Archive for 4/12/2003
Oh, speaking of Stupid Stuff Liberals Say, here is a prediction a liberal I was debating sent out shortly before the war:
"Let it be known [that] the people of Iraq will do everything in their power to keep our government and armed forces out. Women and children will take arms protecting their land from a foreign government, just as we would if we were invaded."
Leonard Peikoff recently gave a speech at the Ford Hall forum titled "America Versus Americans." I’m not going to summarize it, because you should watch it yourself. Several points stood out. First, while it’s easy to get wrapped up in the outpouring of support for the war coming from moderates and conservatives, we have to put things in context: in many ways, America is fighting the wrong war for the wrong reasons.
While Dr. Peikoff explains the reasons for our moral failures sufficiently well, I recently experienced the views he mentioned firsthand. I work with two students — a Russian exchange student and a typical Texan bible-thumping conservative. When the topic of civilian causalities came up, the Russian was vehemently anti-war and claimed that even one civilian casualty was killing, which was wrong per se. Now, we are normally on good terms, but I almost ended having a shouting match with him right in the middle of the office. I asked if the victims of Saddam Hussein counted as murder too, and he gave the usual liberal rant about evil US occupiers, violence wrong in all forms, etc, etc, until I refused to listen anymore and he stormed off shouting about western imperialism, Dictator Bush, etc, etc. At this point, I took up the conversation with my Christian coworker, giving him the same arguments as those found in Stop Apologizing for Civilian Casualties. In reply, he questioned whether it was more important on balance to risk the lives of American soldiers or Iraqi civilians. (!!!) I asked him why we were in the war in the first place, and he have the usual altruist reply (even using biblical references) that our sole motivation was "to free the Iraqi" people, and rejected any "selfish" motivations such as being free from terrorism. At this point, I gave a passionate defense of the proper motivation for the war, the idiocy of valuing civilian lives over that of our soldiers, but that is beside the point. The incident was indicative of how conservatives are just as blinded by religiously-motivated altruism as liberals are by the secular kind from seeing the real nature of the conflict: pro-individual western secularism vs. collectivist fundamentalism.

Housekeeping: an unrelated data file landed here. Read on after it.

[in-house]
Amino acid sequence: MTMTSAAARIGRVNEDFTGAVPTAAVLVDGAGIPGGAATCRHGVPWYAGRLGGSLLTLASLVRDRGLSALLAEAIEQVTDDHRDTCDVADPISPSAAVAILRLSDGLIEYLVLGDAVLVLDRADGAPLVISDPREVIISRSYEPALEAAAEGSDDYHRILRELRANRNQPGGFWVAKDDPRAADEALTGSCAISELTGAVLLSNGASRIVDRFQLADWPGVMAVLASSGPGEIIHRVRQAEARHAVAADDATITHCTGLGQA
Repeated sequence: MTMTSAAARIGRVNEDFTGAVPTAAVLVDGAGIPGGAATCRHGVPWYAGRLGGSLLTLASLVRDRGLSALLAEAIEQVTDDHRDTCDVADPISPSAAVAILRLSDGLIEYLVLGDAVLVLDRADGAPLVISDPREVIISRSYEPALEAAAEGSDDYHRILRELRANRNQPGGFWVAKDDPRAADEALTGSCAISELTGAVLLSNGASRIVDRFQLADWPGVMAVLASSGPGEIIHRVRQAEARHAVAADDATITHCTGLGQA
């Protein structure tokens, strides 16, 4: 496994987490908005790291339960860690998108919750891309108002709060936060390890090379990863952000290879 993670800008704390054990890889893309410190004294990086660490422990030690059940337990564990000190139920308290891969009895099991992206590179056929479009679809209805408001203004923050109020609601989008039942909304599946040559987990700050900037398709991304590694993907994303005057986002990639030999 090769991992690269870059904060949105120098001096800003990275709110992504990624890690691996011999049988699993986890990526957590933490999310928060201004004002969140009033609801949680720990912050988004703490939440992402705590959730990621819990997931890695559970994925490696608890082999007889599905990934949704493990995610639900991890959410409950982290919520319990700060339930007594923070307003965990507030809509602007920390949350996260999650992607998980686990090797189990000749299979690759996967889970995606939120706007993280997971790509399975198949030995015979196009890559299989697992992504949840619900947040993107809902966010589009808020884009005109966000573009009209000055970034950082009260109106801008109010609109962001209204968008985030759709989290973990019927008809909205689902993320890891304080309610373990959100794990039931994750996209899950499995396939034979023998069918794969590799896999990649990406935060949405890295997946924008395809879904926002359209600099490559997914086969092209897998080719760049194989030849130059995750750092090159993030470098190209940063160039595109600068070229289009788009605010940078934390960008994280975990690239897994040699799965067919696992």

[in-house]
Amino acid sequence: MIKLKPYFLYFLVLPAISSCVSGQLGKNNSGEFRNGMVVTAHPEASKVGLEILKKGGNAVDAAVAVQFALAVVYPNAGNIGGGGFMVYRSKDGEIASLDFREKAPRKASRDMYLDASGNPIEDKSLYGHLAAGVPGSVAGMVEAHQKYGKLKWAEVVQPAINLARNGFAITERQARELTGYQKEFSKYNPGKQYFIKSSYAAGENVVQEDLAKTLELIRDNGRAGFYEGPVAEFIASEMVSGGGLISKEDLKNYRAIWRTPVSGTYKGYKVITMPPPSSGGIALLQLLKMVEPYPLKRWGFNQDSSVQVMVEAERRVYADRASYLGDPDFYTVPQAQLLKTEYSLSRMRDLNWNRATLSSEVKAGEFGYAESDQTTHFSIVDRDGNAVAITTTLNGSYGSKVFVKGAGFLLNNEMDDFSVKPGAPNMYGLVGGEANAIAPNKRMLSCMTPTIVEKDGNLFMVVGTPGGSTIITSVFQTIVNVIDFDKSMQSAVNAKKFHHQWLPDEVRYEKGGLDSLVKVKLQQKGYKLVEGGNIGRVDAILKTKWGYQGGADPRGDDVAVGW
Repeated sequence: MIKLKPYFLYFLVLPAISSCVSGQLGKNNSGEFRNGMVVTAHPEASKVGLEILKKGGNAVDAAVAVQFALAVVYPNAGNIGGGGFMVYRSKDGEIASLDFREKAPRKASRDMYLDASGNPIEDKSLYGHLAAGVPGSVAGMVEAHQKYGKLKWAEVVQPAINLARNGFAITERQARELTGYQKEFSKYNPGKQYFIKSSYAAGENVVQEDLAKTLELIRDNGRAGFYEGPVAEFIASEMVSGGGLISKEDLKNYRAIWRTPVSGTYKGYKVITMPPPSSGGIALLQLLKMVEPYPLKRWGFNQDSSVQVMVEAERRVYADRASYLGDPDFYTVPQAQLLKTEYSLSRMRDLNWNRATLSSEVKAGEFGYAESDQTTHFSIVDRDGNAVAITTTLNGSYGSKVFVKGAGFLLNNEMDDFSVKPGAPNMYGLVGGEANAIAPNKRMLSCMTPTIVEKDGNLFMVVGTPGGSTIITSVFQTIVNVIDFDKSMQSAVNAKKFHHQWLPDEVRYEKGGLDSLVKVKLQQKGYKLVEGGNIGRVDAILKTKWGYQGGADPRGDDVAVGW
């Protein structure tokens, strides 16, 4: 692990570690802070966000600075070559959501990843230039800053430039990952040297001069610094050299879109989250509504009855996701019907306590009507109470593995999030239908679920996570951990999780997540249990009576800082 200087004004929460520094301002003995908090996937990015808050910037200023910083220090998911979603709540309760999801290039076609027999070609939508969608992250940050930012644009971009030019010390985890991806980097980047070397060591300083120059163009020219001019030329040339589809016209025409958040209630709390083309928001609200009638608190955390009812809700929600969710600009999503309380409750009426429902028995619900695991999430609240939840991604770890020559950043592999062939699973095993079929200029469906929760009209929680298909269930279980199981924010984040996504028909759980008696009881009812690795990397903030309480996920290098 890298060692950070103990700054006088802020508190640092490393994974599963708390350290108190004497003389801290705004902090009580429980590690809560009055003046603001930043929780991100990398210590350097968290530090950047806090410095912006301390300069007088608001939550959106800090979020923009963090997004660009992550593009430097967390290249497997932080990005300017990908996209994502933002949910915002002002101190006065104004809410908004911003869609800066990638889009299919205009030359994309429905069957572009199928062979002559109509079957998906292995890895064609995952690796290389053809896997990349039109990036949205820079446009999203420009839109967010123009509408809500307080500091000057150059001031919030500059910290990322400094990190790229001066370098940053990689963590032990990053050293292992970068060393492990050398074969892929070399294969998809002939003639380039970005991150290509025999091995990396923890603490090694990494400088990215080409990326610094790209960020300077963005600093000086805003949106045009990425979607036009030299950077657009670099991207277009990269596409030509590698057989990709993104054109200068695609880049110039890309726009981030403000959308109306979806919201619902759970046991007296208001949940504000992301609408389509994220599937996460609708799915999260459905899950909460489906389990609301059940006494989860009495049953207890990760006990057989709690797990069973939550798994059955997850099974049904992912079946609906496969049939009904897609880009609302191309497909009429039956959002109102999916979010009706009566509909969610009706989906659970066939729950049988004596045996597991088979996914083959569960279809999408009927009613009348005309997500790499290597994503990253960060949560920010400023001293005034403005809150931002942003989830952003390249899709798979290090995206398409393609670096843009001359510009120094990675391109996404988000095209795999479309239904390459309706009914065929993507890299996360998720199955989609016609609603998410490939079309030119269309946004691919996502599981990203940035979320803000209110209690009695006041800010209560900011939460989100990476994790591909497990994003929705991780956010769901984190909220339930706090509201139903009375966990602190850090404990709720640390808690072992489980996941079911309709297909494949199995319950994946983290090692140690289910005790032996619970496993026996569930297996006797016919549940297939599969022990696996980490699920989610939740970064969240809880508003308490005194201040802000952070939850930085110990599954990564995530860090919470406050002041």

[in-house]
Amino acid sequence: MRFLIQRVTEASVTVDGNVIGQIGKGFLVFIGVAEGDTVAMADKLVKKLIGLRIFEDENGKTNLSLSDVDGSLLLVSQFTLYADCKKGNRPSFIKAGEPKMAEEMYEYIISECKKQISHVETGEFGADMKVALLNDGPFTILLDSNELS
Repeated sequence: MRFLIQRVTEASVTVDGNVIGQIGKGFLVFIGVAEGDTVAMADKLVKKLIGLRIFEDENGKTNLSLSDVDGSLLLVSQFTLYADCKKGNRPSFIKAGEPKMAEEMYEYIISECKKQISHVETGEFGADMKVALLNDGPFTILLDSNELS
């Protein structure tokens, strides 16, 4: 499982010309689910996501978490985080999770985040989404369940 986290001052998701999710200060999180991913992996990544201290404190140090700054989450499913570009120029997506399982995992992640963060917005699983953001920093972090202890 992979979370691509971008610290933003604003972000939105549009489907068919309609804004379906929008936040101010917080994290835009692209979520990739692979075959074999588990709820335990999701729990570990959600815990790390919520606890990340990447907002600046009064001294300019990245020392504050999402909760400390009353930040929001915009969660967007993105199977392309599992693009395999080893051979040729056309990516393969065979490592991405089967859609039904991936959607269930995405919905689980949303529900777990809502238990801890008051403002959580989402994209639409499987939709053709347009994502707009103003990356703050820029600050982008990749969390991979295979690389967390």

I did not agree with everything Dr Peikoff said however. I am tempted to agree that Iran is a more worthy target of regime change than Iraq, and that the primary reason we are in Iraq is that it is much easier to portray Saddam as a just another "corrupter of the peaceful nature of Islam" and rely on the existing public support from Gulf War I. However political reality makes a war with Iran impossible, and I think that Iraq may be more successfully used to influence the rest of the Middle East if we take an approach of peaceful reconstruction into a US-friendly democracy, than trying to intimidate the Islamic world by turning Iraq into a nuclear wasteland, as Dr Peikoff would have us do. If it were politically feasible (and if it were, we would not have a terrorist problem in the first place) nuking Irag may scare fundamentalists into behaving, but it would not result in long-term positive change. Creating a free democracy in Iraq on the other hand, will put continual pressure on other Middle Eastern governments, and that may be a more effective strategy in the long run. After all, even Al Jazeera admitted that Saddam’s fall sends a warning message to other Islamic dictators.